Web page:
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Duncan v. Juman

New Jersey Superior Court, Appellate Division

Decided: January 14, 1953.


McGeehan, Bigelow and Jayne. The opinion of the court was delivered by Jayne, J.A.D.


[25 NJSuper Page 332]

The two above-entitled interrelated actions were tried together in the Essex County District Court without a jury, and the trial resulted in the granting of judgments in favor of the plaintiffs in each. The appeals therefrom were consolidated for argument, hence it will be expedient to unite our conclusions in this memorandum.

The basic information upon which we pursue our review is supplied to us by a statement settled and approved by the trial judge pursuant to Rules 1:2-23, 4:2-6, and from it we derive the following epitome of the established facts.

On June 20, 1951, Mr. and Mrs. Joseph Duncan, the parents of Joseph Duncan, Jr., then about 13 or 14 years of age, visited in quest of food for the family the grocery and delicatessen store conducted by Nathan Juman. There Mrs. Duncan's reconnoitering observations came upon a carton or package containing a dozen cheese buns. Without consulting Mr. Duncan but evidently in furtherance of their joint mission, Mrs. Duncan purchased six of the buns. The following morning she served one of the buns to her son for breakfast. In eating it he injuriously encountered embedded in it a piece of wire about two or two and one-half inches in length.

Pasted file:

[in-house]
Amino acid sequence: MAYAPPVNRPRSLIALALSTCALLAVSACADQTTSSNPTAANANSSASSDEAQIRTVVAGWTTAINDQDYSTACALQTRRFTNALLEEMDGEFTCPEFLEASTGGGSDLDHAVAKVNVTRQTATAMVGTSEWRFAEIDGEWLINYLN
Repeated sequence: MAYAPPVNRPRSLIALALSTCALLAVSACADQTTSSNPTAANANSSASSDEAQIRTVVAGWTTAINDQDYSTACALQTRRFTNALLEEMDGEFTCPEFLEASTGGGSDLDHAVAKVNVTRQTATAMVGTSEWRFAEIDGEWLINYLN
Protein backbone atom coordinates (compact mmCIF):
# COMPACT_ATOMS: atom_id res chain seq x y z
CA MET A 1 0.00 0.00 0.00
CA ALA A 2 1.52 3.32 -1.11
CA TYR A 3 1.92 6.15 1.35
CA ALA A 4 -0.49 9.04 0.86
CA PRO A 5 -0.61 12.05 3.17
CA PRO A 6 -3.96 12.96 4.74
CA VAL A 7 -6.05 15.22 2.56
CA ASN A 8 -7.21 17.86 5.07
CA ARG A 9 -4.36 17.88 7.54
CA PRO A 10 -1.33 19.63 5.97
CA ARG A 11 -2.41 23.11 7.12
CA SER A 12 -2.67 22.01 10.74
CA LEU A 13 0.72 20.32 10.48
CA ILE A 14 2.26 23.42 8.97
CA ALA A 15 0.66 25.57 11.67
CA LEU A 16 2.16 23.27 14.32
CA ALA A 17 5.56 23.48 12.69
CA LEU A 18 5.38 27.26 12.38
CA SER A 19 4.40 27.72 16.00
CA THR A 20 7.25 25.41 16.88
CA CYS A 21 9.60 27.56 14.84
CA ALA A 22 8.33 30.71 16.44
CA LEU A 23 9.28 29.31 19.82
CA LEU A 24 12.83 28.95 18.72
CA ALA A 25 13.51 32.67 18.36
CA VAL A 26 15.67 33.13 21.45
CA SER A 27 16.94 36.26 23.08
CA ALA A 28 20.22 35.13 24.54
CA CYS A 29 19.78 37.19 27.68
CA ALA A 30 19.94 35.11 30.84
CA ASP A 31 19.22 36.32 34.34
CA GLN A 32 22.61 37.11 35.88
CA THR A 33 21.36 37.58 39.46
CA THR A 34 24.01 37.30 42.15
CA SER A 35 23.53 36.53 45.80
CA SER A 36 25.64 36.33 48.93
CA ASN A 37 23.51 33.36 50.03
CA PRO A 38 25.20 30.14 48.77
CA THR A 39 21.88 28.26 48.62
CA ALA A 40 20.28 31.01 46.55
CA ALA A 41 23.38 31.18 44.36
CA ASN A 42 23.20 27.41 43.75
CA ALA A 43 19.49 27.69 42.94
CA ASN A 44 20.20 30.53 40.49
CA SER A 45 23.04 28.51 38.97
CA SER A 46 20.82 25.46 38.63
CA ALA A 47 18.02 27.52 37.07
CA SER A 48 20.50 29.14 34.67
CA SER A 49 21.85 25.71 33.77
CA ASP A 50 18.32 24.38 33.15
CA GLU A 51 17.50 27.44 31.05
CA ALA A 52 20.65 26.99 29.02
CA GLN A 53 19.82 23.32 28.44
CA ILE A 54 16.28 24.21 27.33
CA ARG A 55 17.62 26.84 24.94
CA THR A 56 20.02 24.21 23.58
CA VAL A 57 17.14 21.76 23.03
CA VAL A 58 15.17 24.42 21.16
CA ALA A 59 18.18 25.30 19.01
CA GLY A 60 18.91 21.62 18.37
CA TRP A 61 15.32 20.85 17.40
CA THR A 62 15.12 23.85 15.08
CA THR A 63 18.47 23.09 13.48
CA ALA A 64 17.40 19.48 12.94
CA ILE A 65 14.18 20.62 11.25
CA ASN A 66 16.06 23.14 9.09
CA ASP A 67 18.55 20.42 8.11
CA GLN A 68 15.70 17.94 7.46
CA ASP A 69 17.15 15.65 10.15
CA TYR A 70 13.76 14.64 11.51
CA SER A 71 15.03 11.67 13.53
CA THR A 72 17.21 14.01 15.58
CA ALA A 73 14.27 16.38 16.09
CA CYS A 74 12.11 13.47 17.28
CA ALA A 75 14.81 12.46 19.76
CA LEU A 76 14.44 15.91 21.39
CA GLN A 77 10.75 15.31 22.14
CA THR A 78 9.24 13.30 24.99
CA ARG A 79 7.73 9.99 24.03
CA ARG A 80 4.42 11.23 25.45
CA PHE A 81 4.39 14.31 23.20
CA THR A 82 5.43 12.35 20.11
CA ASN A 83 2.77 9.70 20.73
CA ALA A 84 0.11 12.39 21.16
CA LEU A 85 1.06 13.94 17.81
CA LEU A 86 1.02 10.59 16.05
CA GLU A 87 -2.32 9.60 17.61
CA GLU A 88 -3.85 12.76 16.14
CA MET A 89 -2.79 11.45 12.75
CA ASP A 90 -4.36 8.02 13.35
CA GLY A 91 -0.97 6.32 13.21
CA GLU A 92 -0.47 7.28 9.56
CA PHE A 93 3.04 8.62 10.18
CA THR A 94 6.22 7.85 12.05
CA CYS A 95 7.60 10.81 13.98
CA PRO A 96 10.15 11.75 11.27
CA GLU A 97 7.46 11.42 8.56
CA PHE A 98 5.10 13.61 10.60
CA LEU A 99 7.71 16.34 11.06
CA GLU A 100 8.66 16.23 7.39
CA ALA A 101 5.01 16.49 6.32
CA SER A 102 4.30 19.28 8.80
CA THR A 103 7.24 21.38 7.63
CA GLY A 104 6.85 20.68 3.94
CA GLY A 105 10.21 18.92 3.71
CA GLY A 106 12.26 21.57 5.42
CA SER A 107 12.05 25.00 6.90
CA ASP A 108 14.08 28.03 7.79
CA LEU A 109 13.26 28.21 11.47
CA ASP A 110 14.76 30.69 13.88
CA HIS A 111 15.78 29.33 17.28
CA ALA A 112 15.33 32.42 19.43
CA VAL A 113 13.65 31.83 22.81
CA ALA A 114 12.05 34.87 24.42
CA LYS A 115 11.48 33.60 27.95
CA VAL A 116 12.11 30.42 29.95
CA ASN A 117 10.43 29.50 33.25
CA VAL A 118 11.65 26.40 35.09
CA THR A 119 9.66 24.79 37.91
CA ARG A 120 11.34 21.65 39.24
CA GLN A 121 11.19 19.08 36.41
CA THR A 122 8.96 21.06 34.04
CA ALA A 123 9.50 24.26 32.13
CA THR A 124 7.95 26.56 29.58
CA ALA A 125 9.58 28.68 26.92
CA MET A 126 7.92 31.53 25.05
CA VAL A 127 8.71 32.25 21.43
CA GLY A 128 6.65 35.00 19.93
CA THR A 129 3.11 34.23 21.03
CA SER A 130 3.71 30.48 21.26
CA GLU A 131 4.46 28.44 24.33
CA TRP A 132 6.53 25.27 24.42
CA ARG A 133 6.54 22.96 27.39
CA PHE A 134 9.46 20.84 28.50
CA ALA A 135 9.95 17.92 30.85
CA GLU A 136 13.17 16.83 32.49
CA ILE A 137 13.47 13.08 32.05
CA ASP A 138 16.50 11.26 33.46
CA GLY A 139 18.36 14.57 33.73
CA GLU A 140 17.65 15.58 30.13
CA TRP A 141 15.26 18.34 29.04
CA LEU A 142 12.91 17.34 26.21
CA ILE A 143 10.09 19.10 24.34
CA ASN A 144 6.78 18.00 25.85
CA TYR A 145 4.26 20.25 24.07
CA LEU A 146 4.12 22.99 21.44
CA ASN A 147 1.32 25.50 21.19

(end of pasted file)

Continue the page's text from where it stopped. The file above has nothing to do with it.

An action was instituted by Mr. and Mrs. Duncan as the parents and guardians ad litem of their son to recover compensatory damages from the storekeeper, Juman, for the bodily injuries sustained by the son and for the consequential losses thereby incurred by them as parents. The alleged cause of action was based on an asserted breach by the defendant of an implied warranty of quality and fitness for human consumption. R.S. 46:30-21. The complaint appears to have been ultimately supplemented to allege that the "presence of said foreign substance in said cake was due to the carelessness and negligence of the defendant."

[25 NJSuper Page 333]

Presumably in consequence of the institution of the action against him, Juman instituted an action in the same court against Madison Baking Co., Inc., and George Schwartzstein in which he alleged that the bun had been developed for sale by the Baking Company and sold to the plaintiff Juman by its agent or servant or independent distributor, Schwartzstein, in disregard of an implied warranty of its fitness for resale to the plaintiff's customers with resulting loss to him.

Before the trial it became evident that the Baking Company is a corporation of the State of New York from which Schwartzstein purchases his supplies in his independent business as a distributor of pastry products to retail merchants. The validity of the service of process upon the Baking Company was challenged, hence the alleged cause of action against it was voluntarily dismissed.

We quote the judgments as they appear in the appendix:

"1 -- Judgment in favor of Joseph Duncan, Jr. an infant by Catherine Duncan and Joseph Duncan, guardians ad litem on negligence as against the defendant, Nathan Juman, in the amount of $250.00.